8. Wow! I am just blown away by how beautiful your brick wall is! I have been looking for a step by step tutorial for years and could never find exactly what I was looking for until now. And I love that you used inexpensive materials that anyone can find. We aren’t super handy but I think that we can do this! I will be sure to send you a before and after photo!

    1. I’m so glad you commented! It is so incredibly simple to do. Go for it! I would love to see your before and after photos. We are getting ready to remodel another home, and I’m contemplating doing it again on this new project because I love how the first wall turned out so much. Please let me know if you have any more questions. I’m happy to help.

  9. Obsessed!!!
    How did you make holes for the lights? You made holes after the whole wall was complete? What did you use to cut out the circle?

    1. Hi MaryAnn. I’m so glad you like it! Yes, we made the holes after the whole wall was completed. We just used a hole saw to make the holes for the lights. If you Google “hole saw”, it will show you images and places where you can buy them 🙂 Thanks for commenting.

      1. Thank you! How far would you say the joint compound went? Did you buy the 12lb and use it all? I have a 16’x8’ wall and another 8’x8’ I want to do… Any suggestions? Thanks again for helping us all out!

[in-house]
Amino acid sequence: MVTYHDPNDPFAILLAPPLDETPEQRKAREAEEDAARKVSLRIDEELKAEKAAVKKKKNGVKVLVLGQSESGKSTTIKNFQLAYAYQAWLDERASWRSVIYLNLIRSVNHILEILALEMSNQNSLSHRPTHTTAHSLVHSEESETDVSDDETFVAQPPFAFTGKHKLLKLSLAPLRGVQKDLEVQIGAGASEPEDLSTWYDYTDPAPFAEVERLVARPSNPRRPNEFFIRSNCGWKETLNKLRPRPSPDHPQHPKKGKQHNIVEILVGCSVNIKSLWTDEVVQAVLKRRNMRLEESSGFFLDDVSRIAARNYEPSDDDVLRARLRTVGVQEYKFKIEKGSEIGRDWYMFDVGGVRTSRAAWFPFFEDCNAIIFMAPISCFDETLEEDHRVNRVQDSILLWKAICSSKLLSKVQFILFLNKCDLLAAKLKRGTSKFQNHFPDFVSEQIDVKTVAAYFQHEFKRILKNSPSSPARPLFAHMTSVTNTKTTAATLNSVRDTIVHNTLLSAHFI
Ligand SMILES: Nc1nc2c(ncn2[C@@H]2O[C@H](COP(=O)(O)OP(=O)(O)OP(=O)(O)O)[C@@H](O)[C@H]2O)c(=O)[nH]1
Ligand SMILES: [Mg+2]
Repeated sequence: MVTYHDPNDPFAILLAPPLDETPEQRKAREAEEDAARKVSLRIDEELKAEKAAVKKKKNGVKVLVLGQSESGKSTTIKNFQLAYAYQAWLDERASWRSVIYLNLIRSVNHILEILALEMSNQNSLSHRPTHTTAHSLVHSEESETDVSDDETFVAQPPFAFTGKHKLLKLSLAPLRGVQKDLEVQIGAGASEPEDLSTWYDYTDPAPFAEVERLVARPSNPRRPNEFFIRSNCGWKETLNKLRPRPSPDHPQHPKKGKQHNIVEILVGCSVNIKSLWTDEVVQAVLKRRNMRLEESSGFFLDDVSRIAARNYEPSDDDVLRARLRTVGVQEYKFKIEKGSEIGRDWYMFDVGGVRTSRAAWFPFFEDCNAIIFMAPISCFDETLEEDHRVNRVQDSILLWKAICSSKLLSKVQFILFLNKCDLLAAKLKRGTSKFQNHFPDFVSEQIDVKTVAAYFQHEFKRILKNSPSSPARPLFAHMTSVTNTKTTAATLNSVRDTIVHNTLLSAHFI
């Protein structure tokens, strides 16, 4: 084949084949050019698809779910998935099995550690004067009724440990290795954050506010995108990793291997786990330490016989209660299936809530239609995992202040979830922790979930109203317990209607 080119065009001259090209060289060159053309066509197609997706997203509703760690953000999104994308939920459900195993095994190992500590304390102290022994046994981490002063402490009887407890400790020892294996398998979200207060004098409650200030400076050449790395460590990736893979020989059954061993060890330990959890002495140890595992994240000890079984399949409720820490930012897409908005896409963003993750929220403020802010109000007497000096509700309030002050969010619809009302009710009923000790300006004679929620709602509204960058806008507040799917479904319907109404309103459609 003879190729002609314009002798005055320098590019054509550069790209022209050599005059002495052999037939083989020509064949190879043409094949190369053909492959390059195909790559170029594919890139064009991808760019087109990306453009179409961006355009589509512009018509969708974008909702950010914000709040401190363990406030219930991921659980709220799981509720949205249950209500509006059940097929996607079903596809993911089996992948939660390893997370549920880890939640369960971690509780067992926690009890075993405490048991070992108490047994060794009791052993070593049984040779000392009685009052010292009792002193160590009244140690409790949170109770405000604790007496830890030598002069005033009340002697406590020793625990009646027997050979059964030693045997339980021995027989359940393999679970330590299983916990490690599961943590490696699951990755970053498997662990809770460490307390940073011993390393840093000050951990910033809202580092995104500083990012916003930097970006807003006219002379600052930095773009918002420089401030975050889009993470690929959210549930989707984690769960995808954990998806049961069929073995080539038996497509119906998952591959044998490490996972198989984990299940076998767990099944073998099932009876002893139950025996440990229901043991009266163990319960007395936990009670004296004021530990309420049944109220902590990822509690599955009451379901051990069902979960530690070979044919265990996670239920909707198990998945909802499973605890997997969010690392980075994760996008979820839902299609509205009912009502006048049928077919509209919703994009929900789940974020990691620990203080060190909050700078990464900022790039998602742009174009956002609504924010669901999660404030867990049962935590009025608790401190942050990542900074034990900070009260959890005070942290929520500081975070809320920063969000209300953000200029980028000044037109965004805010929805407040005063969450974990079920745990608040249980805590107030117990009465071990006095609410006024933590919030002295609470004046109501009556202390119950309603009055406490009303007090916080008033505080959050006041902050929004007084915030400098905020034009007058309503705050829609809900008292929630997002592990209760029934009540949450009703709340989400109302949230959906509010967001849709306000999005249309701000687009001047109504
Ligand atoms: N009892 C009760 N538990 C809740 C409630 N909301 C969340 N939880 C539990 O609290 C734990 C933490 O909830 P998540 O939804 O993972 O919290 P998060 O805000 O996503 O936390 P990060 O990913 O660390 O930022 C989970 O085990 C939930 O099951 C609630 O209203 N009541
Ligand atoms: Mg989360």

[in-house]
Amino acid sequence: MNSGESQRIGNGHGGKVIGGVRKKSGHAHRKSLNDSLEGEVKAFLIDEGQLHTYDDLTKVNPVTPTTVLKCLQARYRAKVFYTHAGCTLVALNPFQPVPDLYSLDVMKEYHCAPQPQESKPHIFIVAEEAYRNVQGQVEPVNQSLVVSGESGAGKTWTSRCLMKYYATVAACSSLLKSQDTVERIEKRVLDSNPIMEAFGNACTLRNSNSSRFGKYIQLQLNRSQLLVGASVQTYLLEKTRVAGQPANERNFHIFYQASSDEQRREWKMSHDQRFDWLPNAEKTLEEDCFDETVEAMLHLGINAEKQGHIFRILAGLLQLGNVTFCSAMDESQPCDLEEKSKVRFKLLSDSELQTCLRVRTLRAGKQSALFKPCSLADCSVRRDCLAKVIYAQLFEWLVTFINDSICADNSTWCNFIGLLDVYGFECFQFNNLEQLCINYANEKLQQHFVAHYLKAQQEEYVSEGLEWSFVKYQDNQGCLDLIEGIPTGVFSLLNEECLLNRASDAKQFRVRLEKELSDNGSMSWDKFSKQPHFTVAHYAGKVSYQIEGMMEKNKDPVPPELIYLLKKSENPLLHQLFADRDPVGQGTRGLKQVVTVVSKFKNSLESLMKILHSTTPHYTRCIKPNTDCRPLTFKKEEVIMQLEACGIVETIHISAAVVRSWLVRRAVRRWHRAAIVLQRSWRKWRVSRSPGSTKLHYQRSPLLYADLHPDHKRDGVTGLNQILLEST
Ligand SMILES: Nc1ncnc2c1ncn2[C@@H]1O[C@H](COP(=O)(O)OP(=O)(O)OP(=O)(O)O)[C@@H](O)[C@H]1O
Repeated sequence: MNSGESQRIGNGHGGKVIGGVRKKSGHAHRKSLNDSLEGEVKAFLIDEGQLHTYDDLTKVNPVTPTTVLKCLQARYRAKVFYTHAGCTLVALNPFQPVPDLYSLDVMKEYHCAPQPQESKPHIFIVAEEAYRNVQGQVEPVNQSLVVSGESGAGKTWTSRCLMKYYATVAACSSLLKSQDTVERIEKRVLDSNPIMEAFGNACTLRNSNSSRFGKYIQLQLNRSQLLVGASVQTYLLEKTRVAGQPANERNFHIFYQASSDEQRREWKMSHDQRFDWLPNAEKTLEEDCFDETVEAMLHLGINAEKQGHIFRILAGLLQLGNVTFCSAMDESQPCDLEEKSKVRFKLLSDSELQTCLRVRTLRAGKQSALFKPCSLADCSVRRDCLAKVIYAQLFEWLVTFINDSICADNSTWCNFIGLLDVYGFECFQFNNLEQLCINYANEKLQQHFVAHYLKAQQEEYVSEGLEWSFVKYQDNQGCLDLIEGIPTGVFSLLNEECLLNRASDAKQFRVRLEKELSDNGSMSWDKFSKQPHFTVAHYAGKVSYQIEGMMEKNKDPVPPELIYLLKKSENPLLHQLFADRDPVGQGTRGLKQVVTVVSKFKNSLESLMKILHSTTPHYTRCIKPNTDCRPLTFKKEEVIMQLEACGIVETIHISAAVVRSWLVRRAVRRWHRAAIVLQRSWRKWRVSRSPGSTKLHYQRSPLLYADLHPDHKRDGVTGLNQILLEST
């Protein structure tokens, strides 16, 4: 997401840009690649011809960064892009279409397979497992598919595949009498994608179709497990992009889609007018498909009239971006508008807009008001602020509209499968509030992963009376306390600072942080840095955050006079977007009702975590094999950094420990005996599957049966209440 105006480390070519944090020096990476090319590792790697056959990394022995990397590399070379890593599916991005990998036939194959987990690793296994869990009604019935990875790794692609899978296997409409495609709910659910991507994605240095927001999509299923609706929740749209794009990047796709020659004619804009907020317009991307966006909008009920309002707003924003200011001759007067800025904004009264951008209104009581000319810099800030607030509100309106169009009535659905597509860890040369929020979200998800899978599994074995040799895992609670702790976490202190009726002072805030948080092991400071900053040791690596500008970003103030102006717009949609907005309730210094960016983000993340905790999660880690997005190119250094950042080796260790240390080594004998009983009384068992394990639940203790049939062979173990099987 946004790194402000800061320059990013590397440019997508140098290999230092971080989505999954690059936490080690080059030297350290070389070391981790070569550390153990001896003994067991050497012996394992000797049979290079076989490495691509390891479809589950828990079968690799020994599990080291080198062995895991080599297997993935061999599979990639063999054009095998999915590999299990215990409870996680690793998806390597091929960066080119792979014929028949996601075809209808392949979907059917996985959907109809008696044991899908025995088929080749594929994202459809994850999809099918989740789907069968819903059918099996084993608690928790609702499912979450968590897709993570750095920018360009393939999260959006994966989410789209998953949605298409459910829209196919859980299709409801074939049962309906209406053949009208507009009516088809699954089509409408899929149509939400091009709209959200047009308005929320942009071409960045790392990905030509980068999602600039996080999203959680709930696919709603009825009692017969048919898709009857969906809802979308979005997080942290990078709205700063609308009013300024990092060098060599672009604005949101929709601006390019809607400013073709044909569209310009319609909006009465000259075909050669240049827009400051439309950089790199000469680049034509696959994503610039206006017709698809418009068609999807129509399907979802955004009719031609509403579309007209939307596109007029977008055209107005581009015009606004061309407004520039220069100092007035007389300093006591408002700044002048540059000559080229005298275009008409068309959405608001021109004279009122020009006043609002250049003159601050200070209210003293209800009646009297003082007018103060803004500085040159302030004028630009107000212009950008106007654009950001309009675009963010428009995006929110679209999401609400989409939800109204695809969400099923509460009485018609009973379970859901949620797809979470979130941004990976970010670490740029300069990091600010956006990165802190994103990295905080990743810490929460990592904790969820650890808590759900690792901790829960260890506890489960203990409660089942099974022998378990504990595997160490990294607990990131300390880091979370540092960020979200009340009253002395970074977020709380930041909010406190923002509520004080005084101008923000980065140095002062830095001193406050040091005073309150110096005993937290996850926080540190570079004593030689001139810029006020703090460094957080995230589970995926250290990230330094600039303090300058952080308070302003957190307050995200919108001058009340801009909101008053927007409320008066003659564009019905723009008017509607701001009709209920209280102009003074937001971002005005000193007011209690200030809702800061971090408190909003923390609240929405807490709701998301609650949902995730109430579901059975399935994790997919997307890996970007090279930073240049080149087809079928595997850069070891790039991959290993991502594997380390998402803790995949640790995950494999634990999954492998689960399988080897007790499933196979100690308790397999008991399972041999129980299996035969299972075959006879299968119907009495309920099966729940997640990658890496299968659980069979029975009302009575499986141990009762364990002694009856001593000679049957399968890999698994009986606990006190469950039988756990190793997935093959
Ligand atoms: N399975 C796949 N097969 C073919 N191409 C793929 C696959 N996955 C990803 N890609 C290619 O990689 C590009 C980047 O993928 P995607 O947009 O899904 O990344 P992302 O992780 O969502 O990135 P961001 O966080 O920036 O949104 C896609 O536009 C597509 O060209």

1. Hey Ashley. My answers are kind of terrible because I started blogging after this house flip was over, and so I didn’t take as good of notes on these details as I should have. However, I can tell you that for my wall (I think I used somewhere around 5 4’x8′ sheets of brick paneling-which would be pretty close to the surface area of your walls), I used about half (or more) of a five gallon bucket of my contractor’s drywall mud. I literally didn’t even look at the brand name of the compound or anything (you can see the 5 gallon bucket in the pictures). This is all going to be relative too, as it will depend on how thick/thin you put it on your walls. I’m so sorry if this is no help. Thankfully joint compound is rather inexpensive, so I would error on the side of having too much purchased vs. not having enough. There’s nothing more frustrating to me than getting to the end of the project and running out of materials. I would definitely go for the 5 gallon bucket to be safe.

        2. I tried this in my kitchen on a wall that used 2 faux brick panels (wall is a little less than 8×8 and has cabinet and counter cutouts). I used the Dap Joint Compound that was linked above and one 12 lb bucket lasted my whole wall. I applied the polycrylic that is also linked in this tutorial (Minwax Clear Satin) with a paint brush and it did alter the bricks a bit, it removed some of the joint compound. I’m okay with the color that ended up coming through more, except it made the seam more visible. So I’ll have to go back over it with something. I added some paint to the faux brick panels before doing the joint compound to give my brick some variation in colors and not all red. Also, based on other tutorials I first attempted to cut the board with a hand saw and it did NOT work well for me! I had to have someone with a jigsaw cut it.

Leave a Reply

Your email address will not be published. Required fields are marked *